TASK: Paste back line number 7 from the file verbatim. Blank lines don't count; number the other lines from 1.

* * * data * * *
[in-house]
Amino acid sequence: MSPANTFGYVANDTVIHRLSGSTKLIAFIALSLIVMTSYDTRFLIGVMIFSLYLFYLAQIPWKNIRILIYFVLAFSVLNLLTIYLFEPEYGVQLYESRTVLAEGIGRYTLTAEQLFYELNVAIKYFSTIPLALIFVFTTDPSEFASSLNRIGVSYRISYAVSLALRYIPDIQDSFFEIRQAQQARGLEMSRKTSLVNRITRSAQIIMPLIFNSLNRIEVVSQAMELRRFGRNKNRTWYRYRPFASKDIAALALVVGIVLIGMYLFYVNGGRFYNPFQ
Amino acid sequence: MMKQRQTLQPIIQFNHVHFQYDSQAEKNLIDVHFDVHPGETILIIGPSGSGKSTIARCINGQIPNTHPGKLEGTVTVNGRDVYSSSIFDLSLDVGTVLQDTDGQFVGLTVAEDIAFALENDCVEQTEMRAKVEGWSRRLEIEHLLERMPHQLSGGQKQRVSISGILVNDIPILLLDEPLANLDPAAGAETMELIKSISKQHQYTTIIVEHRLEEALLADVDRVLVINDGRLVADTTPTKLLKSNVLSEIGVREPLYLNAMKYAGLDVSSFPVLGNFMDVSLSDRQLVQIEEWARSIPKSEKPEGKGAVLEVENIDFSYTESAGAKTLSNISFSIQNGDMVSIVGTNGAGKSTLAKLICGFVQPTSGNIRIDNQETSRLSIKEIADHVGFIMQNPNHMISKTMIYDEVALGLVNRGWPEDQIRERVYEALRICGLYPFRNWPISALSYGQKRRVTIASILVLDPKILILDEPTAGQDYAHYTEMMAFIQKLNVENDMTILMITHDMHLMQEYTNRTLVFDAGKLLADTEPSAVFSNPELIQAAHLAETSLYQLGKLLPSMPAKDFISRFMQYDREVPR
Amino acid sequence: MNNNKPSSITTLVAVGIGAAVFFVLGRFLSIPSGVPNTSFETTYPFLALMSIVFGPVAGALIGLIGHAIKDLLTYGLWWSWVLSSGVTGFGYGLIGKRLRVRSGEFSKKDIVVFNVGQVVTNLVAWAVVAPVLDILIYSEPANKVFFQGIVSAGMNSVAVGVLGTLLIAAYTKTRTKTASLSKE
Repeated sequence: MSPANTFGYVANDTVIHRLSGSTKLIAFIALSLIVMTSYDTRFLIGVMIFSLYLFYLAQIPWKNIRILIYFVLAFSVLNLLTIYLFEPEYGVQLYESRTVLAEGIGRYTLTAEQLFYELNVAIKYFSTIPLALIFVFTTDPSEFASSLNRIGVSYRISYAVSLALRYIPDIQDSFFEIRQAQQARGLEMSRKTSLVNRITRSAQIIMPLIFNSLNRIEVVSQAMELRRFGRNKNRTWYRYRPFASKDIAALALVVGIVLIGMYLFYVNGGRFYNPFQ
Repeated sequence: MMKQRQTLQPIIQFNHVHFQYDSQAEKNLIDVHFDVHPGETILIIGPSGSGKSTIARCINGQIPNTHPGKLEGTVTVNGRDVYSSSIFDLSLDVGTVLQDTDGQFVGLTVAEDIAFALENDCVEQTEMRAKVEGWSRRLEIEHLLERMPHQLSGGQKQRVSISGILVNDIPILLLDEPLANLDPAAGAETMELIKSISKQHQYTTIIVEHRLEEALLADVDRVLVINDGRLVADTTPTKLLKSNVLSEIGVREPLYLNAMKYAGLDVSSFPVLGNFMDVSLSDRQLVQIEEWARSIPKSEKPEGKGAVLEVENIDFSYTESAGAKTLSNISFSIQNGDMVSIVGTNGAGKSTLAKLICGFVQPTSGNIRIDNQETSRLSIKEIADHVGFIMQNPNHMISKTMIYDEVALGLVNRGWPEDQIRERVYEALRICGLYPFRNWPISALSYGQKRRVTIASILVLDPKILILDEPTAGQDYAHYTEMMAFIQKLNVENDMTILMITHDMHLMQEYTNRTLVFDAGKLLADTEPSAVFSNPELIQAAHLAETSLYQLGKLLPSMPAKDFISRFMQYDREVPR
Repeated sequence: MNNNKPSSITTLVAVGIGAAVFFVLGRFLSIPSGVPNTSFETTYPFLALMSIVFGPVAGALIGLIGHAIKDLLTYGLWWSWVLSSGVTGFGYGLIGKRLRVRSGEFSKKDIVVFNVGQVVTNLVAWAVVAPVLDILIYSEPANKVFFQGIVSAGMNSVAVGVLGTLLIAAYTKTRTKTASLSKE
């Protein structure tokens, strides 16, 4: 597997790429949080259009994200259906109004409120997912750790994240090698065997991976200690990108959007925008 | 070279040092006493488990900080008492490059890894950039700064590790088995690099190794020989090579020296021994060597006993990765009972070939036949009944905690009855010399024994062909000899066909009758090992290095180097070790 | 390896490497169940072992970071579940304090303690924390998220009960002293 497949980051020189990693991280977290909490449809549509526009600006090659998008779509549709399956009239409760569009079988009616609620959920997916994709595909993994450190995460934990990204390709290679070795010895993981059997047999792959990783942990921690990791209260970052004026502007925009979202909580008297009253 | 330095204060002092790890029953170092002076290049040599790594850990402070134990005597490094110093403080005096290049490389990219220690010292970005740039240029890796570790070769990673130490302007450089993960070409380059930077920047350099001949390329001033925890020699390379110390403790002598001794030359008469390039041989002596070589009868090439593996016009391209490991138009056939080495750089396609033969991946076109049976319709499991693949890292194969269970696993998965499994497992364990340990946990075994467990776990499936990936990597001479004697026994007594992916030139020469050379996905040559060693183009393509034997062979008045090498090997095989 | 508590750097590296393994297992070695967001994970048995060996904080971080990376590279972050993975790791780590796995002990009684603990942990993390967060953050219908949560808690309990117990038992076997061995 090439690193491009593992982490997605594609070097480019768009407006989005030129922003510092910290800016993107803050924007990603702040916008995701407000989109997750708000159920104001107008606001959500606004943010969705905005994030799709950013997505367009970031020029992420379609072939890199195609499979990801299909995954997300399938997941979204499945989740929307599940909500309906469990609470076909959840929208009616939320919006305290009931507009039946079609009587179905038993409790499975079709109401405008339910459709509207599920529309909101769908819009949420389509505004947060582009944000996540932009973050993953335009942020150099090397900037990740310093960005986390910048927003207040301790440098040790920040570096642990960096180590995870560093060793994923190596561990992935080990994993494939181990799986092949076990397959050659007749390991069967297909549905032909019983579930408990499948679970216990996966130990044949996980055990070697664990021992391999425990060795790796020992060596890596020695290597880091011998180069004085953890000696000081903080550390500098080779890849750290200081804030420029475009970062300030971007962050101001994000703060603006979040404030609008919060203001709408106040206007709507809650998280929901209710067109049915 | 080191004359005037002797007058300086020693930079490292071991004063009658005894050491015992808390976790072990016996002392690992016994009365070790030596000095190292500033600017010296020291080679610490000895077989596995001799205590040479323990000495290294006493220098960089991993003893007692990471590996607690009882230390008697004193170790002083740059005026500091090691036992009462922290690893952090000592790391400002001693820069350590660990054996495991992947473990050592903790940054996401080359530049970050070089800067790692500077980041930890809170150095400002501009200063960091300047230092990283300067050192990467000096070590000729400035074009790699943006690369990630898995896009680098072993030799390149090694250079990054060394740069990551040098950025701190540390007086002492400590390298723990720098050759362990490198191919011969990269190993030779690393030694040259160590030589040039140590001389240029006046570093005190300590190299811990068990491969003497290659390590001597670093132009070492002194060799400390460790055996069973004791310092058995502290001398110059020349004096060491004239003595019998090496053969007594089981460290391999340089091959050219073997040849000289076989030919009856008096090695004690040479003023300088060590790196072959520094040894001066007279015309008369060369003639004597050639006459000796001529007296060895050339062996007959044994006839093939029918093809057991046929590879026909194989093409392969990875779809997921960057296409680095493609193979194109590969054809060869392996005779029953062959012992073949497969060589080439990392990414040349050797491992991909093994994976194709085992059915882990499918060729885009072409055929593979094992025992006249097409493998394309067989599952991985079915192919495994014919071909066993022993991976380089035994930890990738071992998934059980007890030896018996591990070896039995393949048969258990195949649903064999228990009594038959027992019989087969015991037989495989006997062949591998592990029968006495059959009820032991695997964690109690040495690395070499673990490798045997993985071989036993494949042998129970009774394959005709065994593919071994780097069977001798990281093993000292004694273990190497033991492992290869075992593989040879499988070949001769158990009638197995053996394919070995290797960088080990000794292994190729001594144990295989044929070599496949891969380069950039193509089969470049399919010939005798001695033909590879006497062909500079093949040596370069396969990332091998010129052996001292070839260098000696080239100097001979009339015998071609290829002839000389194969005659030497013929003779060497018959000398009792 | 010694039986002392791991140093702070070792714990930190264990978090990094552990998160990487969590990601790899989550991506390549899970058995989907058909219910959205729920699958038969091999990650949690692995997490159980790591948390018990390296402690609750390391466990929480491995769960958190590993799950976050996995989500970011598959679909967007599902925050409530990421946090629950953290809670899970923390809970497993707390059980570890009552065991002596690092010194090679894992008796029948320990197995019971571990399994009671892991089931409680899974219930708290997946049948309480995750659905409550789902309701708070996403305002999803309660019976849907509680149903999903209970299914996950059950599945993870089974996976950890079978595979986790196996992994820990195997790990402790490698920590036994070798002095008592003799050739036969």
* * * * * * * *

Repeated sequence: MNNNKPSSITTLVAVGIGAAVFFVLGRFLSIPSGVPNTSFETTYPFLALMSIVFGPVAGALIGLIGHAIKDLLTYGLWWSWVLSSGVTGFGYGLIGKRLRVRSGEFSKKDIVVFNVGQVVTNLVAWAVVAPVLDILIYSEPANKVFFQGIVSAGMNSVAVGVLGTLLIAAYTKTRTKTASLSKE